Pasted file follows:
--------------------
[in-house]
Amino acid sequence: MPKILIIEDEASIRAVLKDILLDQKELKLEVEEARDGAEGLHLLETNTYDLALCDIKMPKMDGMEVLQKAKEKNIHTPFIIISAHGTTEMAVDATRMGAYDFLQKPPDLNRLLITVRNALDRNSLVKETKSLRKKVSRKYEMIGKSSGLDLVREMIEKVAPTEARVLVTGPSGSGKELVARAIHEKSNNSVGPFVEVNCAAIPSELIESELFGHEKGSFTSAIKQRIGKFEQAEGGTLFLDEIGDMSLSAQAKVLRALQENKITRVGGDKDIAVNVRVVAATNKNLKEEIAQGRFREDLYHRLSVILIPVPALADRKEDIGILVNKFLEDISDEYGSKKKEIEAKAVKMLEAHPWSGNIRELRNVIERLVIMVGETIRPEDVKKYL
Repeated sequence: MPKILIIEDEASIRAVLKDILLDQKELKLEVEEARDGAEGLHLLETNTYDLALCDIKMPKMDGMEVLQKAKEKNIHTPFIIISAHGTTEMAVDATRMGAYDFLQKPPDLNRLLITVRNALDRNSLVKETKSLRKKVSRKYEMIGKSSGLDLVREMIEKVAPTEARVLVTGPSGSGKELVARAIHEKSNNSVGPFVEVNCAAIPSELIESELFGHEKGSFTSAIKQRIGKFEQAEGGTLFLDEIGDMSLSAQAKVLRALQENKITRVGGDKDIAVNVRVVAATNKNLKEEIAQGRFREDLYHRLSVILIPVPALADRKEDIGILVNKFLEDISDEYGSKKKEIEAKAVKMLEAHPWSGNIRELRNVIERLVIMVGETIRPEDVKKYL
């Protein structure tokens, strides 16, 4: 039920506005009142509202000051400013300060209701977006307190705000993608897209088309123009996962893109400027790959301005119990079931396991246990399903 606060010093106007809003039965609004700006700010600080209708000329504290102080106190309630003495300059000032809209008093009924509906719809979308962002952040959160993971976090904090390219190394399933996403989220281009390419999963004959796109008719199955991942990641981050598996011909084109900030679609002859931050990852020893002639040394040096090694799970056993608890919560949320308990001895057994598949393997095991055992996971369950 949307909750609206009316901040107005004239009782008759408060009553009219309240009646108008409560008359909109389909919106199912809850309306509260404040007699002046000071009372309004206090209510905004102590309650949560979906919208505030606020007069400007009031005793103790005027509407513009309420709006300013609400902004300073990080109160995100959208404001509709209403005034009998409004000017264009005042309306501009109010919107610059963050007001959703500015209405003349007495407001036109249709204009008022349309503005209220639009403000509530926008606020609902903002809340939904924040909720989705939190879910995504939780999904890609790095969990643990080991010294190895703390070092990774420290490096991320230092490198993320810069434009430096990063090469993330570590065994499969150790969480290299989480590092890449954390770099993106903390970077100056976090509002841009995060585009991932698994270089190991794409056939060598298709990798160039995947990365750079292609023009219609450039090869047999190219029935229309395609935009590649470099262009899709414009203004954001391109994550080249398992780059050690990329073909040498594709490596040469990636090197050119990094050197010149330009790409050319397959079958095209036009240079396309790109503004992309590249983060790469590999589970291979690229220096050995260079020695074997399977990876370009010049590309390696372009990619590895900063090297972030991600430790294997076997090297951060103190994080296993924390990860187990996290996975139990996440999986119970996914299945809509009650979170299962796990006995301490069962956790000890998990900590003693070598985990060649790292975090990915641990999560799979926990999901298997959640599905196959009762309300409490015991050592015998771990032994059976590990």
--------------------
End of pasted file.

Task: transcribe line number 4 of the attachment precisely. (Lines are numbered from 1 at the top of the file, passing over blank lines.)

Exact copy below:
């Protein structure tokens, strides 16, 4: 039920506005009142509202000051400013300060209701977006307190705000993608897209088309123009996962893109400027790959301005119990079931396991246990399903 606060010093106007809003039965609004700006700010600080209708000329504290102080106190309630003495300059000032809209008093009924509906719809979308962002952040959160993971976090904090390219190394399933996403989220281009390419999963004959796109008719199955991942990641981050598996011909084109900030679609002859931050990852020893002639040394040096090694799970056993608890919560949320308990001895057994598949393997095991055992996971369950 949307909750609206009316901040107005004239009782008759408060009553009219309240009646108008409560008359909109389909919106199912809850309306509260404040007699002046000071009372309004206090209510905004102590309650949560979906919208505030606020007069400007009031005793103790005027509407513009309420709006300013609400902004300073990080109160995100959208404001509709209403005034009998409004000017264009005042309306501009109010919107610059963050007001959703500015209405003349007495407001036109249709204009008022349309503005209220639009403000509530926008606020609902903002809340939904924040909720989705939190879910995504939780999904890609790095969990643990080991010294190895703390070092990774420290490096991320230092490198993320810069434009430096990063090469993330570590065994499969150790969480290299989480590092890449954390770099993106903390970077100056976090509002841009995060585009991932698994270089190991794409056939060598298709990798160039995947990365750079292609023009219609450039090869047999190219029935229309395609935009590649470099262009899709414009203004954001391109994550080249398992780059050690990329073909040498594709490596040469990636090197050119990094050197010149330009790409050319397959079958095209036009240079396309790109503004992309590249983060790469590999589970291979690229220096050995260079020695074997399977990876370009010049590309390696372009990619590895900063090297972030991600430790294997076997090297951060103190994080296993924390990860187990996290996975139990996440999986119970996914299945809509009650979170299962796990006995301490069962956790000890998990900590003693070598985990060649790292975090990915641990999560799979926990999901298997959640599905196959009762309300409490015991050592015998771990032994059976590990």